It seems easy for a child to learn what it means to be a boy or a girl. However, it is a complex process. There are at least three different steps involved.
First, the child must develop a gender identity. Although very young children can correctly identify themselves as boys or girls, they do not see their condition as permanent. They believe that changing their hair or the way they dress will change their sex. However, by five years of age, children develop a permanent gender identity.
The second step is learning the expected behavior appropriate for his or her gender – the gender role. Boys must learn what boys and men do, what they like, and even how they think and feel. Likewise, girls must learn the same about girls and women.
Elementary school children are deeply involved in learning gender roles. In their search for the "rules" of behavior, they tend to develop very rigid stereotypes of men and women. Stereotypes are overly narrow ideas that are applied to all members of a group without allowing any variation.
Even as adults, most of us have gender role stereotypes. In our society, we tend to stereotype men as being competent, skilled, assertive, aggressive and able to get things done. Women are stereotyped as warm and expressive, tactful, quiet, gentle, aware of other's feelings and lacking in competence, independence and logic.
Grade school children absorb these stereotypes. In a study of fourth and fifth graders, women were seen by these children as weak, emotional, softhearted, sentimental, sophisticated and affectionate. The same children saw men as strong, robust, aggressive/assertive, cruel, coarse, ambitious and dominant.
To explore the development of these stereotypes in a 1977 study, psychologist William Damon told children (4-9 years old) a story of George, a boy who liked to play with dolls. George's parents bought him other toys, telling him that only little girls played with dolls, not boys. The children were asked for their comments on this story.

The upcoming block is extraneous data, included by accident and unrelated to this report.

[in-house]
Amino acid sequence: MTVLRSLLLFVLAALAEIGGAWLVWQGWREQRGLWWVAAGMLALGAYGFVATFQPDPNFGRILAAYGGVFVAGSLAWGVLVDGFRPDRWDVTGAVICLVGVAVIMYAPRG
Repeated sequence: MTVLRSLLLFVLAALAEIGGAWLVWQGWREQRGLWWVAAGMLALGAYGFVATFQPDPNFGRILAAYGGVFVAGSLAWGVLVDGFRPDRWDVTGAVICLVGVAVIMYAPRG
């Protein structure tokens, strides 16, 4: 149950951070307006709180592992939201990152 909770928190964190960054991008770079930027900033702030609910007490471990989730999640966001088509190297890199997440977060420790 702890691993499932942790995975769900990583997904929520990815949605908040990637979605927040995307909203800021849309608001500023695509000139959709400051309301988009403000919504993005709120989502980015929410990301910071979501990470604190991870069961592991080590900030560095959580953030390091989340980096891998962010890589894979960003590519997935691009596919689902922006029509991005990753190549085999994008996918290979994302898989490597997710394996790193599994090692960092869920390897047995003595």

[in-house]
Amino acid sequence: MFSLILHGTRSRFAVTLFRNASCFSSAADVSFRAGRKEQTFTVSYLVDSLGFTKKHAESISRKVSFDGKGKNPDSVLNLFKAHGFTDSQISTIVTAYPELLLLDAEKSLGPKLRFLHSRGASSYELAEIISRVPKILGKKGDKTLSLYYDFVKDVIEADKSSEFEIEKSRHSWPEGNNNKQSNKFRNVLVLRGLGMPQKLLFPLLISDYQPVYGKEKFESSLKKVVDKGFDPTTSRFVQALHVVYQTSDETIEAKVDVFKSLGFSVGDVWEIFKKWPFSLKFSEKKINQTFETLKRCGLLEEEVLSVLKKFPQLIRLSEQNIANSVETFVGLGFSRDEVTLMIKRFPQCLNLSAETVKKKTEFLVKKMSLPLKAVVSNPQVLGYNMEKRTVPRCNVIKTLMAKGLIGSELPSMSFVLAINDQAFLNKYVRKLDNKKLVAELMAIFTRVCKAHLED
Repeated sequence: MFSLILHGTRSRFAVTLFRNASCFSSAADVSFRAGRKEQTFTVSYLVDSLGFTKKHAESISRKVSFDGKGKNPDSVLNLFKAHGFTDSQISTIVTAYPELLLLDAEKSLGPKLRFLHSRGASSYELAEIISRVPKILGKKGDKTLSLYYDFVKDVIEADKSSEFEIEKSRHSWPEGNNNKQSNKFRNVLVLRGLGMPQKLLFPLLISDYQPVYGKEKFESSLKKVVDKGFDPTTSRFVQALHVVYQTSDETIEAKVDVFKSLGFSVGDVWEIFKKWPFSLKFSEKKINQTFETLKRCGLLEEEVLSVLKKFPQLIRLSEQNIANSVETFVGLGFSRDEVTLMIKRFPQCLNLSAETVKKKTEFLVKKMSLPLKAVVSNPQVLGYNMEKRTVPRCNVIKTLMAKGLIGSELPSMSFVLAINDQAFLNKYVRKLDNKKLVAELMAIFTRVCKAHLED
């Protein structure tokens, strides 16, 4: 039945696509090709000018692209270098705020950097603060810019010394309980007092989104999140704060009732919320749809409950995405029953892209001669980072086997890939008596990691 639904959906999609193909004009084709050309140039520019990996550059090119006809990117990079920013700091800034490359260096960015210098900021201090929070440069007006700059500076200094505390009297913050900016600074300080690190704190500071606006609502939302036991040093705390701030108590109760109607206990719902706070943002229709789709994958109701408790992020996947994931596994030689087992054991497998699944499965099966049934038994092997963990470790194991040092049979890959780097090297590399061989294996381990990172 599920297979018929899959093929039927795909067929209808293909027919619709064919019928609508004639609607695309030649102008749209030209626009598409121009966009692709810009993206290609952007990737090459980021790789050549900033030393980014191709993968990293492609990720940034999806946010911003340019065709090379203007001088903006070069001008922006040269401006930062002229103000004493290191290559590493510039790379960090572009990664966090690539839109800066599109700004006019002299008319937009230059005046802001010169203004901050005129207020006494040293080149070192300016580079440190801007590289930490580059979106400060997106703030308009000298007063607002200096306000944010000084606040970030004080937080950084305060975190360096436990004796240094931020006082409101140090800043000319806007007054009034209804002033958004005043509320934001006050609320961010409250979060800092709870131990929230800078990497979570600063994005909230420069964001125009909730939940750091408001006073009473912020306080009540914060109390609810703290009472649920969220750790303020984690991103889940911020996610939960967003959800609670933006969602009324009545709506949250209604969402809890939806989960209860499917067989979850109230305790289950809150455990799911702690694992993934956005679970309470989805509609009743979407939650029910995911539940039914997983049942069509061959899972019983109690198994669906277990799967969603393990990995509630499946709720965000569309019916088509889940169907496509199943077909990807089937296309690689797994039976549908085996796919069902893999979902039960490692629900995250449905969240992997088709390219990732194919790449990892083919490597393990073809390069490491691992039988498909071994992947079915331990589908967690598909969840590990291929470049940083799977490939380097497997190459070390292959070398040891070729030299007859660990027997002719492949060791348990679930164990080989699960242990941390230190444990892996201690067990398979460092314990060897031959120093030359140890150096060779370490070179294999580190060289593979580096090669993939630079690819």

Four-year-olds said it was all right for George to play with dolls if he wanted to – there was no rule against it. In contrast, six-year-olds thought it was wrong for George to play with dolls. They had gone beyond what boys and girls actually do to develop rules about what they ought to do. By about nine years, children have a clear idea of what each sex does, and they still think it is better to follow the gender role. However, they realize that there is no rule against George playing with dolls.
Early gender role stereotyping is a natural process. First and second graders are searching for the rules – ways of organizing their world. At this age, the same rigidity is seen in their ideas of right and wrong – or the way they follow the rules of any game.
Figuring out that she is a girl, the six-year-old wants clear guidelines on how to be a girl. These guidelines are seen in fairly rigid terms. The guidelines loosen up slightly until puberty, when they tighten up again. In later adolescence and adulthood, they loosen up – only to tighten up again while adults are raising their own children.
Stereotypes for men seem to develop sooner and be more rigidly held. The woman's role is more flexible in our culture, so children have seen women doing different things – being a mother and/or businesswoman. On the other hand, the role of men is more highly valued. As a whole – regardless of age or sex, people think it is "good" to be independent, strong, logical and assertive. In contrast, many feminine qualities are evaluated as less desirable. Desirable masculine qualities are often defined in terms of being "non-feminine."
The final step is developing appropriate gender role behavior – matching their behavior to their gender role. This starts as early as two or three years and is virtually complete by elementary school age. As you know, there is almost total sex segregation in school play. Depending on how toys are labeled, they may be seen as appropriate for their own sex or not. For example, at this age, only rarely will boys ride a "girls' bike." Even so, the match is far from perfect. For both children and adults, our ideas about behavior of men and women are much more strictly separated than our actual behavior.
What should you do, if your child engages in inappropriate gender role behavior? Of course, this depends on the age of the child and the type of behavior. Often the behavior ends merely because peers do not engage in that behavior. If you desire a change in behavior, it is better to suggest more appropriate activities and then reward these activities. There is no need to label either the children or the inappropriate activities as "stupid" or "sissy." This type of labeling is likely to make the child think that something is "wrong with them" because they engaged in that behavior.
However, if you can accept it, inappropriate gender role behavior does not need to be stopped. As an example, Rosey Grier – 6'5", 300-pound former offensive tackle for the Giants and the Rams – is noted for his needlepoint. Do you want to tell him to quit?
* Adapted from Houston, Bee and Rimm's Essentials of Psychology, Harcourt, Brace and Jovanovich Publishers, 1985, pages 300-301.
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